Translator’s Take on Medical Care Reform 20090911

First, let me go on record as being a supporter of a single payer approach to medical care.  I think that, in time, we will become enlightened enough to get there, but not this year.

With that said, here is what that I think is possible to attain, and it is much better than nothing.  Please help me to punch holes in my approach, because this is an extremely complex subject and even I (LOL!) can not get it all correct.

First, there is the ideal and the realistically attainable.  In our current political environment, the ideal is not attainable.  That is just the horror of reality.

Ideally, all United States citizens (and legally admitted folks from foreign lands) should never have to worry about paying for medical care; it would be a birthright, or an acquired right by being legal.  Some of the tenets that I will propose may anger progressives, but believe me, I am a progressive but I have a feel for what is possible and what is impossible.  Let us concentrate on the possible first, then refine it.

As much as I would like to see medical insurance corporations be nationalized and disbanded, it will not happen in the near future.  They have too much money, and are part of of the capitalist system, for good or for ill.  We have to deal with them, and any thought of disbanding them is verging on foolishness.  However, they need to be regulated to a very large degree, and that is not being done at present.

I also believe that what is being called the “public option” should be pursued with vigor.  One of the mechanisms to reign in the insurance corporations would be to give them a run for their money.  I do not intend to deny them a fair return on their investment nor their business activities, but I certainly deny their right to make obscenely high profits from essentially ripping off people.

First, and this is sort of a Republican talking point (even a stopped clock is correct twice a day), state regulations need to be eliminated and only a national standard should be adopted insofar as what the policies have to offer.  State regulations and restrictions on coverage are so diverse that it is almost impossible to write policies without having separate insurance companies under the umbrella of a big one, and that by its nature increases cost.  I do not advocate taking the states out entirely, and actually want them to have the lead in regulating insurance companies in their jurisdictions, but rather suggest that a consistent set of guidelines, nationwide, be adopted as a minimal standard that all insurance carriers would have to obey.  If individual states want to enact more coverage, then there should be an interface with the federal authorities that makes any of those available for everyone, or rejected.  This would level the field between the states, and also take away the influence of the deep pocket money on a local level.

I do not support the “make insurance coverage across state boundaries” idea.  That is the Republican “free” market idea, and all that it does is let the big companies root out some smaller ones in several states.  This is a transparent piece of bull, sorry, Big Corporate love that the Republicans have with Big Health.

Second, and at the risk of another Republican talking point, I do believe that there should be some mechanism to address frivolous lawsuits against good physicians and institutions.  We all know that there is certain element in the legal community that says, “If we lose, you only pay my fee and the court costs, but if we win I will call you partner.”  This has to end.  I know for a fact (and it a current one) that medical incompetence causes a whole lot of suffering, disability, and even premature death.  In no way am I averse to legal action that attempts to compensate those wrongs.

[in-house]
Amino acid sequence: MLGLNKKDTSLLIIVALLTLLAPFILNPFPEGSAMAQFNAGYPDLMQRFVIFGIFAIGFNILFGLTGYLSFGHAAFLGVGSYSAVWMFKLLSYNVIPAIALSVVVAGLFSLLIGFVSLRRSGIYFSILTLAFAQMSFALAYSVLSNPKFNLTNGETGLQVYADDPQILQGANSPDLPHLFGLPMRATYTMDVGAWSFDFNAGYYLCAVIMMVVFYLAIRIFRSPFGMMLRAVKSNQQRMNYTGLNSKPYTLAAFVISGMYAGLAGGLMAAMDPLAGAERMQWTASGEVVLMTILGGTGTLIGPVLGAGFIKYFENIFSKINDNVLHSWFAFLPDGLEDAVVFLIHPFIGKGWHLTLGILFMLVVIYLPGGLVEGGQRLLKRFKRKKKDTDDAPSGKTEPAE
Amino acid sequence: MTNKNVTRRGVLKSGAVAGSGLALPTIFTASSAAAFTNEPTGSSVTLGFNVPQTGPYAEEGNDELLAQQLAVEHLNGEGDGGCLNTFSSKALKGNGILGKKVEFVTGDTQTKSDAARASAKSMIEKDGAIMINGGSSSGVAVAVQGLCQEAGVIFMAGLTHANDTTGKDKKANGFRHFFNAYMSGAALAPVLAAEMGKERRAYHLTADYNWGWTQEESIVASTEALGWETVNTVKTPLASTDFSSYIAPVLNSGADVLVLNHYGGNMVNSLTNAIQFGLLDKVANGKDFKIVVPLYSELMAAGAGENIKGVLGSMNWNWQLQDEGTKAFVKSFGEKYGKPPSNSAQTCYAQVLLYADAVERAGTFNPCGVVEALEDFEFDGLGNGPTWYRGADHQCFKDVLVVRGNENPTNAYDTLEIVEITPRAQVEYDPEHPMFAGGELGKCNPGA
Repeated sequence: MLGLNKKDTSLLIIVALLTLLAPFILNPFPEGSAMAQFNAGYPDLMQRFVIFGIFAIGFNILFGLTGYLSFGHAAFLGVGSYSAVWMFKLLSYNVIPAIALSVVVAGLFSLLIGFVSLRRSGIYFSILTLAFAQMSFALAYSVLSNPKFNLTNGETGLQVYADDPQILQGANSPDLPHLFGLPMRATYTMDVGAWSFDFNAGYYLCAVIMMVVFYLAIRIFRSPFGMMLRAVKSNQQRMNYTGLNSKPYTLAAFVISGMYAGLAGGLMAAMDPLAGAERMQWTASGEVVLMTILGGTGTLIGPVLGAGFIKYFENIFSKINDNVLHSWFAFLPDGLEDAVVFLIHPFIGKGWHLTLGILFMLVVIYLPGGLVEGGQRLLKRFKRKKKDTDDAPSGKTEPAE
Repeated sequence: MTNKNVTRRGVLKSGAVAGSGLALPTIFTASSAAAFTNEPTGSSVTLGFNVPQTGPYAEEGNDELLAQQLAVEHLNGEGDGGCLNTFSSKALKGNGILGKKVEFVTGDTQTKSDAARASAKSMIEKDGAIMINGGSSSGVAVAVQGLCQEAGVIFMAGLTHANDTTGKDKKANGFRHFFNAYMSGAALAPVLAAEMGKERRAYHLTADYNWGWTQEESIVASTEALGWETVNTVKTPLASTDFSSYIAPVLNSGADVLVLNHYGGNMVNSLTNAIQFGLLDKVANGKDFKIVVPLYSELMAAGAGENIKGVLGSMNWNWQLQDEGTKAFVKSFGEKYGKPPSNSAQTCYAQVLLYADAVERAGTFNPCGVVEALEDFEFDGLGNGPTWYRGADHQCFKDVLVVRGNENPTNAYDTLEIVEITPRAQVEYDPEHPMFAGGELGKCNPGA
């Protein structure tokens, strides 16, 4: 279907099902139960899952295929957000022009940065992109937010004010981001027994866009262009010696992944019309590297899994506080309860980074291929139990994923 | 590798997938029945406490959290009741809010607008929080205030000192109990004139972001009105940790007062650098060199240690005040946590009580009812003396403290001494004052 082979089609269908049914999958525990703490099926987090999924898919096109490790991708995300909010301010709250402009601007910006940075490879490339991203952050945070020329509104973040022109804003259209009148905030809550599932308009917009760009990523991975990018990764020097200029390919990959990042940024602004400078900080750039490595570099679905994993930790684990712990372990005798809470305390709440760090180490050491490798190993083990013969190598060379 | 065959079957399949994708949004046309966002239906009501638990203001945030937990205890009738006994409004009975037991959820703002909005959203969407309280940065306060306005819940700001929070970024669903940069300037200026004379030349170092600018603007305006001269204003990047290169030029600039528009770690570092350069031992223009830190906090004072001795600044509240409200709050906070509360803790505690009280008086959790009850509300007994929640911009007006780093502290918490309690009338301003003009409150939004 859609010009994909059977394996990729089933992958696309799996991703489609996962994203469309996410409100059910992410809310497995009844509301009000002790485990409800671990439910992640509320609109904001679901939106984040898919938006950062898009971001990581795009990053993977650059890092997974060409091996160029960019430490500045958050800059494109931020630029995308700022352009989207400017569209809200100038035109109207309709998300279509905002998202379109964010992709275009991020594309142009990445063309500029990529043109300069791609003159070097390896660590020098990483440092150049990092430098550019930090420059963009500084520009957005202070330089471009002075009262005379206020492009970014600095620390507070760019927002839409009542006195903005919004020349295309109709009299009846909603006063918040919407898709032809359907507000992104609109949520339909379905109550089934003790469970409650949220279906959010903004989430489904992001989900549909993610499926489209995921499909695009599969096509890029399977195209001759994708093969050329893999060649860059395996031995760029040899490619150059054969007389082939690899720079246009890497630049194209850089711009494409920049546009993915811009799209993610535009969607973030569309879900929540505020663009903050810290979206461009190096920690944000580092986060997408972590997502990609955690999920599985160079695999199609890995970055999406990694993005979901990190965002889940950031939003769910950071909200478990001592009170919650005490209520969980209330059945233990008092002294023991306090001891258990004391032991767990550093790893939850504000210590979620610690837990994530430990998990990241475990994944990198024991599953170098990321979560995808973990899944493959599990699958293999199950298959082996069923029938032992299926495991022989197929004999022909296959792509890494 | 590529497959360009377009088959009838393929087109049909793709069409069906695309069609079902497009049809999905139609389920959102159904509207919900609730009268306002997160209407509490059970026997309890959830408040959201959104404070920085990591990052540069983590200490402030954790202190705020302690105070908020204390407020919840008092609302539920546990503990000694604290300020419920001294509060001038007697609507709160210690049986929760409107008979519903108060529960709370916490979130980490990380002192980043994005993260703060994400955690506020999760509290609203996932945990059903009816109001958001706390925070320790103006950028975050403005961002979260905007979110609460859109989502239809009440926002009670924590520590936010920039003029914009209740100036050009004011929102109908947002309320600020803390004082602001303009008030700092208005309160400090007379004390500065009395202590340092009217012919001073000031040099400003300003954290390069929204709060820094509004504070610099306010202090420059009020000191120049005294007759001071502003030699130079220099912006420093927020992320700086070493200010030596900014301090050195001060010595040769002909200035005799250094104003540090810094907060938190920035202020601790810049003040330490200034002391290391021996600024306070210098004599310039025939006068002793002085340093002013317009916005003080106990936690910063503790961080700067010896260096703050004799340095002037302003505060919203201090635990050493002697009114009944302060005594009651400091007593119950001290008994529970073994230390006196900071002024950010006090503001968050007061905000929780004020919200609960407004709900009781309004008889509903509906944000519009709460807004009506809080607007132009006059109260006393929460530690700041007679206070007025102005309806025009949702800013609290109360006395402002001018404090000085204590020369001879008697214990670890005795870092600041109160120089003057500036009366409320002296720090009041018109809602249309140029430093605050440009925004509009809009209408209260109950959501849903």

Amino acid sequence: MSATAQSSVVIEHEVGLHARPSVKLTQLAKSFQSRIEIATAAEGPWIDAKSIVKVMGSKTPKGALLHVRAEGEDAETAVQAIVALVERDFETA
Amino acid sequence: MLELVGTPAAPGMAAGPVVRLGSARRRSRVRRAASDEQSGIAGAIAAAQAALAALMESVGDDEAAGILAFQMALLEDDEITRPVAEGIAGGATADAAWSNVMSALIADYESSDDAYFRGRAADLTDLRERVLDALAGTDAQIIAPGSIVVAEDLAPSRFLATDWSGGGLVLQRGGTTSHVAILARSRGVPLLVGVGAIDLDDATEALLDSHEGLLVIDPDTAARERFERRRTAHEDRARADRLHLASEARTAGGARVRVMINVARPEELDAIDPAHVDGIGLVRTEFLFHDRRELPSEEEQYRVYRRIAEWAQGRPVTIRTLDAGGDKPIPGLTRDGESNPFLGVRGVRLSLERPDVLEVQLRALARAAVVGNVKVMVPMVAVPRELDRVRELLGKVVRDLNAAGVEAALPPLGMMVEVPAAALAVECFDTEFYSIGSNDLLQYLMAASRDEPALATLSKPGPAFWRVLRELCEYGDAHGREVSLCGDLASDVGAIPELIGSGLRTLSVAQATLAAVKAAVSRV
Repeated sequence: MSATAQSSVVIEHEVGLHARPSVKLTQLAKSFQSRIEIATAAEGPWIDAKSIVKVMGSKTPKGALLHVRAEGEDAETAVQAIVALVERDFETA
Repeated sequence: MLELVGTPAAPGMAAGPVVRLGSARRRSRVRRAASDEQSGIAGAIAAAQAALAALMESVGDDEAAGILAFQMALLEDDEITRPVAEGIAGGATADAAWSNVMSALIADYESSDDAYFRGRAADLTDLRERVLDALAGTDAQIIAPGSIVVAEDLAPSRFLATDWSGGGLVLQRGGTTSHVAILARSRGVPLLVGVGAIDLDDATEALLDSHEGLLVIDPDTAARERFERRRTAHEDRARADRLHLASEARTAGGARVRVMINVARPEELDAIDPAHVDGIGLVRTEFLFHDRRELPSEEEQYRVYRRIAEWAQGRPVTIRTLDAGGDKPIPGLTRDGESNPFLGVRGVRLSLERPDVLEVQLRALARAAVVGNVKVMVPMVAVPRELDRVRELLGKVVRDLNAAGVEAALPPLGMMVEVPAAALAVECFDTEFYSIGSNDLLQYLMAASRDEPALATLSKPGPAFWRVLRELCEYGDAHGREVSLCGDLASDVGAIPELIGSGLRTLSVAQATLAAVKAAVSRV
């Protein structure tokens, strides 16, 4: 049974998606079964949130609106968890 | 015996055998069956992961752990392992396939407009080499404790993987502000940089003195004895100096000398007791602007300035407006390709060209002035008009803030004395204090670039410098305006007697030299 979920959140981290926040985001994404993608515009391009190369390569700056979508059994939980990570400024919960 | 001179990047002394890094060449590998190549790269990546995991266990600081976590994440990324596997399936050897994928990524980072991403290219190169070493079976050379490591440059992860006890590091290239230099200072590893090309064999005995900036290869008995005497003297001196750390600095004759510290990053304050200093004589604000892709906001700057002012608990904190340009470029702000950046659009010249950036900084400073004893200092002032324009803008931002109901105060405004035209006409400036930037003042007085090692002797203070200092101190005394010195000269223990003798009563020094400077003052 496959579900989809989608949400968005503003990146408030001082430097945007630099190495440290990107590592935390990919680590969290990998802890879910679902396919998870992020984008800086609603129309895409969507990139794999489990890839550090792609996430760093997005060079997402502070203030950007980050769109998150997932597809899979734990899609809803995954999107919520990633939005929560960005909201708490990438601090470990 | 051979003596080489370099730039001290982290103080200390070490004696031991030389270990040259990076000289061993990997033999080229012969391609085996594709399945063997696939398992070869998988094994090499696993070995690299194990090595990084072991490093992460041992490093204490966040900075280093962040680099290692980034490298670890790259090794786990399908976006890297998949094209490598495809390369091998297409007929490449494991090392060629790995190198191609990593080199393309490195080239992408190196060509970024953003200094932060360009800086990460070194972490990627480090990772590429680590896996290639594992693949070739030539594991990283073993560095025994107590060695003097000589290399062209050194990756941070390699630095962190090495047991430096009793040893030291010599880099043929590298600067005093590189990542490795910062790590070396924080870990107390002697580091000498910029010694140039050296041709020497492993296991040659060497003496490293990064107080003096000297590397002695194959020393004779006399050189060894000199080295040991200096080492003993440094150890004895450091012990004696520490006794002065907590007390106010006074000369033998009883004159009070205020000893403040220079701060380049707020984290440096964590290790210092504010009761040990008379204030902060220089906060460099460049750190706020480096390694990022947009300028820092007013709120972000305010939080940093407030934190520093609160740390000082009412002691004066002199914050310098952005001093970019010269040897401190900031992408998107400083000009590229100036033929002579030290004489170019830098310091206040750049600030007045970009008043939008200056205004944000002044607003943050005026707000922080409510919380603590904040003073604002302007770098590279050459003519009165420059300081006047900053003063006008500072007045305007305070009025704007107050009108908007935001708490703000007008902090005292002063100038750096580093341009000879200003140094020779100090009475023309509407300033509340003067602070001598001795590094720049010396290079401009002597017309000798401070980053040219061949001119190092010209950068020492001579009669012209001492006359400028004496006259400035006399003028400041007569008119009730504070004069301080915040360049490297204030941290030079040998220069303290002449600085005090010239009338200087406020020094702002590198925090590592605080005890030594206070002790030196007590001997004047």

On the other hand, one sees on the Fox “news” network all types of adverts from those very “trial lawyers” who want you to hire them to get you a settlement for any number of conditions, all of which are connected to “deep pocket” defendants.  This is just wrong.  If anyone has actually been damaged by poor medical care I believe that legal action is a proper thing.  But this has to be tempered with the pursuit of justice, not the dollar.  I guess that I am agreeing with President Obama that “defensive medicine” is a very costly and poor way to treat patients.  Running every test in the book just to keep the attorneys away is not good medicine, but that is the situation right now.  By the way, the malpractice insurance companies are another set that need to have their wings clipped substantially.  They make a fortune off of many physicians who are never brought to court.  This should be a completely different piece of legislation.

Third, the medical records system needs to be revamped, but this is extremely tricky.  I agree with the President that putting them online would be a good thing, but I also know about sites being hacked.  Hell, even the secure military site gets hacked more often then we would like, so what evidence do we have that medical records archives would not be?  None is the answer.  But there is a workaround, and that is to take the profit motive out of medical care.  In that case, no one would be interested in a particular person’s medical file, other than for treatment, since no money would be involved.  Until the profit motive is removed from health insurance, I will continue to be extremely dubious of this idea, but it could work in future.

Forth, the concept of “pre-existing conditions” must be eliminated.  This allows the big insurance companies to cherry pick their customers, taking only the relatively healthy and rejecting the ill folks, who need insurance the most.  After I was discharged from my last job, I did the COBRA thing for a while, but it was too expensive.  I now have a catastrophic plan, for almost $200 a month, that does not cover drugs (fortunately I need none) nor dental (I do need some attention there).  All it does is cover me if a bus runs over me, but if I need get a wellness checkup, forget it.  I am considering dropping it, since I am not worth anything insofar as money goes any more.